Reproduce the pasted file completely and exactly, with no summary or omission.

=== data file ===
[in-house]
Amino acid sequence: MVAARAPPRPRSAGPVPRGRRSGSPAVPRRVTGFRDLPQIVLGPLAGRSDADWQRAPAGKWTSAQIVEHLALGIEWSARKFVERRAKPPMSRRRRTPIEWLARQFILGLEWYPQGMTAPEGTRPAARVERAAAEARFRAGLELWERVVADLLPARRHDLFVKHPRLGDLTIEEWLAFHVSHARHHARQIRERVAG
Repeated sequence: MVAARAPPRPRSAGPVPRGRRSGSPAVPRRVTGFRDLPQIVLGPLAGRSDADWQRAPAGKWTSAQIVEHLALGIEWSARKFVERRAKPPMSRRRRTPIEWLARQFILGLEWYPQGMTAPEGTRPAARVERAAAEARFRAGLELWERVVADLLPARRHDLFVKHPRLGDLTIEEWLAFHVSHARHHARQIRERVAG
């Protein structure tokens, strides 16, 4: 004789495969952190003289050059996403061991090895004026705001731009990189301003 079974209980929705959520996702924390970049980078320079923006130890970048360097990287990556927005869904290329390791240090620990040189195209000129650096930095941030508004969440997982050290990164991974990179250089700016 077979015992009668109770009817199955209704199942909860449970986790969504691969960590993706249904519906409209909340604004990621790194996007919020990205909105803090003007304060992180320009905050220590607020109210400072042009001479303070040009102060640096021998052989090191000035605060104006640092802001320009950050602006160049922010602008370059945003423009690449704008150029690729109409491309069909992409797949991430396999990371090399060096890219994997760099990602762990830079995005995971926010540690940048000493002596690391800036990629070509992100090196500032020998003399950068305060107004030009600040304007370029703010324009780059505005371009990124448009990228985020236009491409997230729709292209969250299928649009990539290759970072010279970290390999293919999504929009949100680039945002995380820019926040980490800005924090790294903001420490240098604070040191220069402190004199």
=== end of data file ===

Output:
[in-house]
Amino acid sequence: MVAARAPPRPRSAGPVPRGRRSGSPAVPRRVTGFRDLPQIVLGPLAGRSDADWQRAPAGKWTSAQIVEHLALGIEWSARKFVERRAKPPMSRRRRTPIEWLARQFILGLEWYPQGMTAPEGTRPAARVERAAAEARFRAGLELWERVVADLLPARRHDLFVKHPRLGDLTIEEWLAFHVSHARHHARQIRERVAG
Repeated sequence: MVAARAPPRPRSAGPVPRGRRSGSPAVPRRVTGFRDLPQIVLGPLAGRSDADWQRAPAGKWTSAQIVEHLALGIEWSARKFVERRAKPPMSRRRRTPIEWLARQFILGLEWYPQGMTAPEGTRPAARVERAAAEARFRAGLELWERVVADLLPARRHDLFVKHPRLGDLTIEEWLAFHVSHARHHARQIRERVAG
């Protein structure tokens, strides 16, 4: 004789495969952190003289050059996403061991090895004026705001731009990189301003 079974209980929705959520996702924390970049980078320079923006130890970048360097990287990556927005869904290329390791240090620990040189195209000129650096930095941030508004969440997982050290990164991974990179250089700016 077979015992009668109770009817199955209704199942909860449970986790969504691969960590993706249904519906409209909340604004990621790194996007919020990205909105803090003007304060992180320009905050220590607020109210400072042009001479303070040009102060640096021998052989090191000035605060104006640092802001320009950050602006160049922010602008370059945003423009690449704008150029690729109409491309069909992409797949991430396999990371090399060096890219994997760099990602762990830079995005995971926010540690940048000493002596690391800036990629070509992100090196500032020998003399950068305060107004030009600040304007370029703010324009780059505005371009990124448009990228985020236009491409997230729709292209969250299928649009990539290759970072010279970290390999293919999504929009949100680039945002995380820019926040980490800005924090790294903001420490240098604070040191220069402190004199």